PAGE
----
Being in care, as a Foster youth of color, until my 18th birthday was hard enough. I never felt like I had enough resources or support compared to other youth. I was told things like I could only get clothing allowances once and that other resources were hard to get. But these weren’t the only obstacles I had to overcome. I became a mother while I was in foster care. I was never supported as a Foster who was also a parent. After having my second child when I was 17, the county said they couldn’t find a place for me and my kids to live together. My two sons were in a separate foster placement while I was in a group home. I started being pressured by my social worker to put my second son up for adoption because it would be easier to find a foster home for me and one child.
When I turned 18, I wasn’t connected to extended foster care resources, and I became homeless. The system didn’t support me with any resources to find housing or have financial stability as I transitioned out of a group home. Even though homelessness is not a reason for removal in Minnesota, I had a child protection case opened against me as a parent. After a few months, I was heavily encouraged by my public defender to sign a “voluntary” Termination of Parental Rights (TPR) because I was given promises of an open adoption. I have not been allowed to see my sons in any manner since that TPR. That was yet another broken promise made by the system, and I have not seen my sons in seven years.
Feeling unsupported and grieving the loss of my sons, my mental health took a toll. I became someone I was ashamed of and was chronically homeless. I blocked out a lot of my time in care to cope. It took me years to become attuned with my mental health needs and healing journey and for my future to become clear again. I am parenting my daughter with confidence, love and kindness. Being a mother to three amazing children is the reason why I am able to stand strong and be heard for many young mothers facing the same grief!
Now that I am in a place to look back on my foster care experience, I’ve had a lot of questions arise. I wonder why my guardians ad litem (GAL) didn’t actually visit me, yet reported in court on my behalf. I wonder why when a foster parent was grooming me to the point that I ran away for my safety, no one in the system asked why I ran away – they just labeled me a “bad kid.” I have younger family members currently in care, and I see the resources available to them and other youth are more than I received not even a decade ago. It really comes down to one’s caseworker. Learning more about the foster care system and what should be available, it is clear my county has a lot of resources that they just don’t distribute equitably. It’s clear the requirements for transition planning when I aged out of care and reunification support with my sons were not met. I am now able to ethically attack the faults in the system and explore how the county failed me, and how my two sons became their next easy target.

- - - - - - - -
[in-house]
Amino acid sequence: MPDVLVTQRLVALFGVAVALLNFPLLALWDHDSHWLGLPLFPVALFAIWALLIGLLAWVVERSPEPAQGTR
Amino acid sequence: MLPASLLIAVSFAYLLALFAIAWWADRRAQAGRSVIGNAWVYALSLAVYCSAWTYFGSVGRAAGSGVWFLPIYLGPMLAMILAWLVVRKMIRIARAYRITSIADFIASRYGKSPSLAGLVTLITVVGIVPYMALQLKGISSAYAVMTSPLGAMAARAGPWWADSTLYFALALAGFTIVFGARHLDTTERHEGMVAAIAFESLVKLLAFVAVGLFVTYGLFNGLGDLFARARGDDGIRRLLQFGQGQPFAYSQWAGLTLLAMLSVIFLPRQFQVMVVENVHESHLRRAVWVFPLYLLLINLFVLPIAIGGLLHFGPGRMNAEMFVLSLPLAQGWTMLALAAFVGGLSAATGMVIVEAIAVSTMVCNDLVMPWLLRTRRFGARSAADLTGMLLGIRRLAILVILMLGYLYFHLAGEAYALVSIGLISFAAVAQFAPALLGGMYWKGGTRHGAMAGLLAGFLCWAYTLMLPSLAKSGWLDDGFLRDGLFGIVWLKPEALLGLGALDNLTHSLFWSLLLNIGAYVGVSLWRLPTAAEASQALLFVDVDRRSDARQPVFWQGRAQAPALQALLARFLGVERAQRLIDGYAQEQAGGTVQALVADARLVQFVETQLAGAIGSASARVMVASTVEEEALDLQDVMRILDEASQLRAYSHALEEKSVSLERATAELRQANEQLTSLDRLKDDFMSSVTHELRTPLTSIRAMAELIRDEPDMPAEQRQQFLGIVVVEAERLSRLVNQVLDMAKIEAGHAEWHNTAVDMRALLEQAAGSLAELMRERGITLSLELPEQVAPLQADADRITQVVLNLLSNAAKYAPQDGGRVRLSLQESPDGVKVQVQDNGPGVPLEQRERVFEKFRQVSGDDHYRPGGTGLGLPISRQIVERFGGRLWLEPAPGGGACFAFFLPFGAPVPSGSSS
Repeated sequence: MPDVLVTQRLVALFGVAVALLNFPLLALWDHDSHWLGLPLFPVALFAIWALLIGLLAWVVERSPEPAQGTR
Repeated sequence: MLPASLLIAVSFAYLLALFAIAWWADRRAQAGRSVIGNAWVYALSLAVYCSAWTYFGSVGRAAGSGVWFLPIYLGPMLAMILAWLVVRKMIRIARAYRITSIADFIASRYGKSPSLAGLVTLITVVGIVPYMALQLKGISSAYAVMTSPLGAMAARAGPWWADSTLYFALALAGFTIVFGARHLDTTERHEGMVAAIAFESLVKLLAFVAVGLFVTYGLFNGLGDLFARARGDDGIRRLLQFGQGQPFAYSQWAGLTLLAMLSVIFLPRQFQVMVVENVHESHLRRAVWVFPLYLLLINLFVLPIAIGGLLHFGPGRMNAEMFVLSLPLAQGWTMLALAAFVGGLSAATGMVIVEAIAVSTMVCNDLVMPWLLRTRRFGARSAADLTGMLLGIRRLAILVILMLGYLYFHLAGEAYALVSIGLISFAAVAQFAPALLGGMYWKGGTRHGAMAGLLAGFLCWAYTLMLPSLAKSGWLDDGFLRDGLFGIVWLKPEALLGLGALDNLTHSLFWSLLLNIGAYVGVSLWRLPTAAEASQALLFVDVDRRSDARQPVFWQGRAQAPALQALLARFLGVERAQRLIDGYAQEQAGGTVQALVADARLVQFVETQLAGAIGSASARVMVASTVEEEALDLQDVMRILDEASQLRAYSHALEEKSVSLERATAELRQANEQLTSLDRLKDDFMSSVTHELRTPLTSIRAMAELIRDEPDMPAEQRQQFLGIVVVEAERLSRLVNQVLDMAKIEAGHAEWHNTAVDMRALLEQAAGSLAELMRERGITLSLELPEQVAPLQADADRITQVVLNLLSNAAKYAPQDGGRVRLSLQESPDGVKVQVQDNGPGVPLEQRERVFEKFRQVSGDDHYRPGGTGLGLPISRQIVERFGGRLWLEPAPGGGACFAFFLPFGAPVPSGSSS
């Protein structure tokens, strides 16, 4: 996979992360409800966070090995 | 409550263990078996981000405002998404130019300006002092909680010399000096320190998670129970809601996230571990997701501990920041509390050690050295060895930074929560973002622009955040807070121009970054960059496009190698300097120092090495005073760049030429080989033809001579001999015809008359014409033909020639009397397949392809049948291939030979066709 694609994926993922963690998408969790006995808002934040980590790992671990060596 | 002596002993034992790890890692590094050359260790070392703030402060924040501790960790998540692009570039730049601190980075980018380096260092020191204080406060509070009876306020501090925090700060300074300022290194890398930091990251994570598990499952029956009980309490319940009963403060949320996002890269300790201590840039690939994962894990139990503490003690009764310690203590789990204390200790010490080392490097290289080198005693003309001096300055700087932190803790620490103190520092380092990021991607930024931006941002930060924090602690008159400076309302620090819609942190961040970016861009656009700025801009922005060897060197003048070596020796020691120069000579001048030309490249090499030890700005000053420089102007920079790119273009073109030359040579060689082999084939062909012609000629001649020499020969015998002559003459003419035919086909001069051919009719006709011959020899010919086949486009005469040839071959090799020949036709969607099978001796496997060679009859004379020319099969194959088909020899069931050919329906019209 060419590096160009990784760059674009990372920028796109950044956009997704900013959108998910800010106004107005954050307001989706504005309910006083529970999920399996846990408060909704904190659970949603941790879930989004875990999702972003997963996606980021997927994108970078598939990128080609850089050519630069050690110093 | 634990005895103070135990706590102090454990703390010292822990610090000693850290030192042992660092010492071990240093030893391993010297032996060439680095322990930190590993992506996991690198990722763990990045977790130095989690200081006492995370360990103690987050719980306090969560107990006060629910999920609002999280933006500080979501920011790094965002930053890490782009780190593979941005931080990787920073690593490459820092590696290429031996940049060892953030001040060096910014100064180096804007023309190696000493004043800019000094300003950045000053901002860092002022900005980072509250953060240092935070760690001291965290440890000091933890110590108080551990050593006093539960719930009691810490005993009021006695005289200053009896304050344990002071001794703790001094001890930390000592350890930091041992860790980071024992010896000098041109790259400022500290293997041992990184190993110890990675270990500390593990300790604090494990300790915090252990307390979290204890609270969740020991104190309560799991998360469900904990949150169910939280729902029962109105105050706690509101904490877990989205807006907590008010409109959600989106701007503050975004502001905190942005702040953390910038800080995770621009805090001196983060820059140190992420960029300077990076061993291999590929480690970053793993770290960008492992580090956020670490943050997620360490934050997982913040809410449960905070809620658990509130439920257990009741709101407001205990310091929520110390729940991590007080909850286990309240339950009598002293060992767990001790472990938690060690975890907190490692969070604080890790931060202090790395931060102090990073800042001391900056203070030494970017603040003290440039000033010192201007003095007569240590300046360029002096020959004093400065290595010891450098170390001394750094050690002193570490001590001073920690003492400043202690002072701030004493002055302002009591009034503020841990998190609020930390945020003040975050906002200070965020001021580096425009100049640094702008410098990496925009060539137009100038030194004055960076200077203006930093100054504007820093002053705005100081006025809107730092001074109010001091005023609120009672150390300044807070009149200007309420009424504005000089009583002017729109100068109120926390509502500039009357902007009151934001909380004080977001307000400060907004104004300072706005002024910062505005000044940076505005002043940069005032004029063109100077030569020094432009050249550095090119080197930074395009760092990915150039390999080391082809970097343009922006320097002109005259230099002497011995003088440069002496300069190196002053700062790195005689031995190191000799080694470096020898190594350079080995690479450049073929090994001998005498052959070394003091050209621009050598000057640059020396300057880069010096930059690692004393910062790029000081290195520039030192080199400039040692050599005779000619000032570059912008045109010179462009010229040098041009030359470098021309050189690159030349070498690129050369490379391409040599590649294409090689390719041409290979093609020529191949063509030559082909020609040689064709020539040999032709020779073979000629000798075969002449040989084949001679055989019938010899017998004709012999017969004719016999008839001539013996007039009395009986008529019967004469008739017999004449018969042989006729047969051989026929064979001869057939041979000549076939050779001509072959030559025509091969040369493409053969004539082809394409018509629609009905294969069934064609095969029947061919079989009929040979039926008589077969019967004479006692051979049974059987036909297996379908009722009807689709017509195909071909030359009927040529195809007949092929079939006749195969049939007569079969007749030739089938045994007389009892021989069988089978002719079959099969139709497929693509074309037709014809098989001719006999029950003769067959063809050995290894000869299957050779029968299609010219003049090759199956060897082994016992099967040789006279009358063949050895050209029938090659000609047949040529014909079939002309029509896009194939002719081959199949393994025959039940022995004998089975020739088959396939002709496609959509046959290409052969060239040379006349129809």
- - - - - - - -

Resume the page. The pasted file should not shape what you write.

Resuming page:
So many Fosters, including me, face trauma. But, instead of being supported, we are often branded with mental health issues and documented as defiant and uncooperative in our files. For Fosters who become parents, it feels like it’s all too easy for a social worker to just deem us “unfit” and target us. Because I was not supported as a parent while I was still in care, the system never gave me a chance to “prove” that I could be a good mother – something I shouldn’t have had to do in the first place.
My story is not the only one. Fosters are often more likely than our peers to become young parents, and the lack of systematic support is a bigger issue than you all may think. The same level of resources and support should be given to everyone who is involved with Child Protective Services, regardless of their age, mental health diagnostics, the color of their skin, or family trauma. The Department of Human Services does indeed have the resources and the outlets to help ensure young mothers break the cycle with their families. But, too often, they refuse to take the time to help with prevention tools, which can cause more innocent children to fall victim to the corrupt system.
This could be different. The system could choose to support Fosters who are parents and support family stability and reunification if they treated us like other parents. They could choose to provide us with education and guidance and give us models and support so we don’t have to learn how to be parents on our own and then be punished when we don’t know how to do it all. They could choose to provide additional support for parenting Fosters and make sure we all have extended foster care. If I had that, I wouldn’t have been homeless at 18.
If I had been given support as a Foster and as a parent, all the goals I had for myself at 18 would have come true. Instead, the county held me back. They took so much from me, and I am still recovering from the harm and trauma they caused. Fosters who are parents deserve second chances, especially when some of us were never lucky enough to get our first.
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